“I THINK LIFE HAS BECOME DISTORTED; THERE’S A RESURGENCE OF APPRECIATION FOR REAL-LIFE EXPERIENCES.” – RONNIE FIEG
Do you think “blogging” has become a dirty word?
David: I don’t know. Jeff [Carvalho, Fischer’s partner at Titel Media] was always like “Don’t call Highsnobiety a blog — call it an online magazine!” I’m like, why the fuck can’t we call it a blog?
Perhaps some people view blogs as having eroded the exclusivity of the scene?
Ronnie: As a person who cares about business last, I don’t think it’s a good thing that product is available everywhere these days. I wish regions had their own product. In the old days, if you got something you could be a lot different to anyone else on the block. That got diluted. Eventually it’s gonna go back to that — it has to. Regions are getting big enough to support their own collections.
David: Yes. You see a bit of it in Japan. It’s the only market where you can Google a brand and still not find anything about it! It’s amazing. There’s brands where I just don’t understand the economics. I’m not saying that the money is everything, but I don’t understand how some brands can survive. Still, that’s what makes them so great. You get that feeling that it’s being done because of passion.
What about the use of platforms like Snapchat to promote product?
Ronnie: I’m on Snapchat, but not for promo purposes. I think that it’s getting too much. I really think that getting stuff in print is the most important thing.
Why is that?
Ronnie: Because it’s forever. The older I get, the more I understand how important tangible things are. It’s like when someone goes on a juice diet — for seven days you’re on juice, and by day three you miss chewing.
David: For us, the print magazine has been an amazing journey. It really set us apart. As Highsnobiety becomes more pop culture-driven, the magazine is very much about that traditional core of fashion and lifestyle.
Do you not worry that the reach of a magazine article is a fraction of what it could achieve digitally?
David: The main thing that the magazine has done is teach us about creating high-quality content. Suddenly we had to proofread text and take beautiful pictures because, in print, everything is so definite. You can’t correct things. This process really pushed the quality for the whole website.
“ULTIMATELY, THE THINGS THAT YOU CONNECT WITH THE MOST EXIST IN THE REAL WORLD. OUR LIVES SHOULD NOT, AND WILL NOT, BE EXCLUSIVELY ONLINE.”
– DAVID FISCHER
Do you think the reverence people have for magazines is down to a slight distrust of digital?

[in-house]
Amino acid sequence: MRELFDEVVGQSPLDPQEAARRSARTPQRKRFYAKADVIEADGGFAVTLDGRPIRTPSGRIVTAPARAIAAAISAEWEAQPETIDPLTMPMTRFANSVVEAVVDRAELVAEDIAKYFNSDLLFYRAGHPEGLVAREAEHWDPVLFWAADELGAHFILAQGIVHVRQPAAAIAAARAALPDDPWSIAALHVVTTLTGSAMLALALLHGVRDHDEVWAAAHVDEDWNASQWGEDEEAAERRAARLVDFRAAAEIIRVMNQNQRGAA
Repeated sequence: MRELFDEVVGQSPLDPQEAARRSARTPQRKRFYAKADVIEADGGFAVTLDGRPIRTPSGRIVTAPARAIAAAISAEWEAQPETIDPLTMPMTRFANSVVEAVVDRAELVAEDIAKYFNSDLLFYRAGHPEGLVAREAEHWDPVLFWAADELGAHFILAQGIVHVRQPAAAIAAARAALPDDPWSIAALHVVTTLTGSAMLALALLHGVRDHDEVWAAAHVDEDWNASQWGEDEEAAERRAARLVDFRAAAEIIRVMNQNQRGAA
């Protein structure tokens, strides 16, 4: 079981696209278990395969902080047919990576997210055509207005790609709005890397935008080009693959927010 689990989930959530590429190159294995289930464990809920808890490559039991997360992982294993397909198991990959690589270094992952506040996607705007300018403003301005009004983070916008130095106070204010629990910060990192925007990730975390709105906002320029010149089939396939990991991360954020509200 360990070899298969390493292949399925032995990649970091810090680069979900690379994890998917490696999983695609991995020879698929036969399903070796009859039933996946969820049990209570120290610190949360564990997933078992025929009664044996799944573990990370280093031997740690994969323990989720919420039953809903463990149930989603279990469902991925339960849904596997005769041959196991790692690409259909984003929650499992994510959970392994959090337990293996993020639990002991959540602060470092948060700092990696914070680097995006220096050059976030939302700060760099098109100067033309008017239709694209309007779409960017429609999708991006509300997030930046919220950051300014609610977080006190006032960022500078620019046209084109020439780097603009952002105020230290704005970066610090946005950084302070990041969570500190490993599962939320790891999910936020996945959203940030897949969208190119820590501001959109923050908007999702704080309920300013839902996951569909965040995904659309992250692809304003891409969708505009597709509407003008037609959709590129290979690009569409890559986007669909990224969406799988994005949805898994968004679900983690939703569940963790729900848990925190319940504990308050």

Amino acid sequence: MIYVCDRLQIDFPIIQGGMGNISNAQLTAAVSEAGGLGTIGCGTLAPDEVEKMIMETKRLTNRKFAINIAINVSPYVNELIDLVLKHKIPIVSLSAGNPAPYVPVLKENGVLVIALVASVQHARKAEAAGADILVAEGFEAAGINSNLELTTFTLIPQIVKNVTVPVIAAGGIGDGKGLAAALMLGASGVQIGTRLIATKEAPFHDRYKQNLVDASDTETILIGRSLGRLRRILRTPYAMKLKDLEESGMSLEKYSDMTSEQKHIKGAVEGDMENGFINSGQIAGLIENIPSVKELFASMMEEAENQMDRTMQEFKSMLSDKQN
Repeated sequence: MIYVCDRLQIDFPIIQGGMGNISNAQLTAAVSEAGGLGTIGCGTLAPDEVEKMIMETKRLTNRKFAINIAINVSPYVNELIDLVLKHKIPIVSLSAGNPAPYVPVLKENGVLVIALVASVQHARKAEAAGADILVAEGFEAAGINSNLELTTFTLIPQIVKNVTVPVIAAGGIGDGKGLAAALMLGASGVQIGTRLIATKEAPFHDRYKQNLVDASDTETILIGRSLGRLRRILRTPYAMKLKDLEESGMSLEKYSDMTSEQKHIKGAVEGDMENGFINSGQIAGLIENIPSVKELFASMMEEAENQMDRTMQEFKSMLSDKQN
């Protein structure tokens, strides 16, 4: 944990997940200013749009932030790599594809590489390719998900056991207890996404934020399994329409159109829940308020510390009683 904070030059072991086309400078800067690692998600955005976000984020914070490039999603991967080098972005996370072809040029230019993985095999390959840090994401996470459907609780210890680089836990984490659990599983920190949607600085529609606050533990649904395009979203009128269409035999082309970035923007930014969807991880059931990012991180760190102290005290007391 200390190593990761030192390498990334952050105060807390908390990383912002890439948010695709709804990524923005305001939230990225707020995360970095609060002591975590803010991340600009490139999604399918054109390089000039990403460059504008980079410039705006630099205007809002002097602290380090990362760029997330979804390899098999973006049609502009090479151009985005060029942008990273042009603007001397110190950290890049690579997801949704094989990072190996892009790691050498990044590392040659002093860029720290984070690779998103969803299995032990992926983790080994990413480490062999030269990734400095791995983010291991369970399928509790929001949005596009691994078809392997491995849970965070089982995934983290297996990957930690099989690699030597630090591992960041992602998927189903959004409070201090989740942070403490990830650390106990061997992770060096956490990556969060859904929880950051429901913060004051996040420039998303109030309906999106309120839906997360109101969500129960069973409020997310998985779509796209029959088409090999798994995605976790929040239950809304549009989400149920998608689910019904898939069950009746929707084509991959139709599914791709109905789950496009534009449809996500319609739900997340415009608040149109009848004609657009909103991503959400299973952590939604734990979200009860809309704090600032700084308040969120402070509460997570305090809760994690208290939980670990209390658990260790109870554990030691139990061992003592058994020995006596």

David: Ultimately, my parents only respected what I did once I had it in print! (Laughs) It legitimizes so much of what I’d been doing for so long. Suddenly it was like, “What do you do?” And I could slap it down.
Ronnie: I think life has become distorted; there’s a resurgence of appreciation for real-life experiences.
David: Ultimately, the things that you connect with the most exist in the real world. Our lives should not, and will not, be exclusively online. Thankfully!
What about the role of social media in keeping people informed?
David: The other day I asked our intern where he gets his news, because I was looking for new sites, and he said, “You know what? Mostly Instagram.” Now I feel like we’re competing with social media as well as the other blogs. It’s a strange new competition — if you ask people which websites they visit every day, how many people are still doing that? These days we’re fighting to be a square on somebody’s news feed.
Ronnie: I turn notifications off. I can’t see it. It’s too much. When I think how far communication has come over the last few years, it’s crazy. I just think that the whole digital era we’re in now is so different from where I’ve come from that it’s detrimental to my personal experience.
Would you prefer that the real world and digital mix be a little more balanced?
Ronnie: The best case scenario today would be to mix both — a little bit of the old school mentality blended into how things are done today. I think Supreme does a good thing with marketing their products. It’s direct, clean and they give you the bottom line.
Finally, do you think we’re coming to the end of a boom for athletic footwear?
Ronnie: I’ve seen the cycle three times. I think that we’re hitting the end of one now — boots will have their moment this fall.
David: It’s a good question. Right now, I can’t see how sneakers won’t play a role over the next few years. It’s too big. But it will have to change eventually. I remember starting in 2005 and sneakers becoming bigger and bigger, then BOOM, everybody was wearing white Common Projects or Red Wings. I was like, “Boat shoes? What the fuck are you talking about?” We’re not that far away from that. But since then, sneakers came back stronger than ever. You can never rule them out.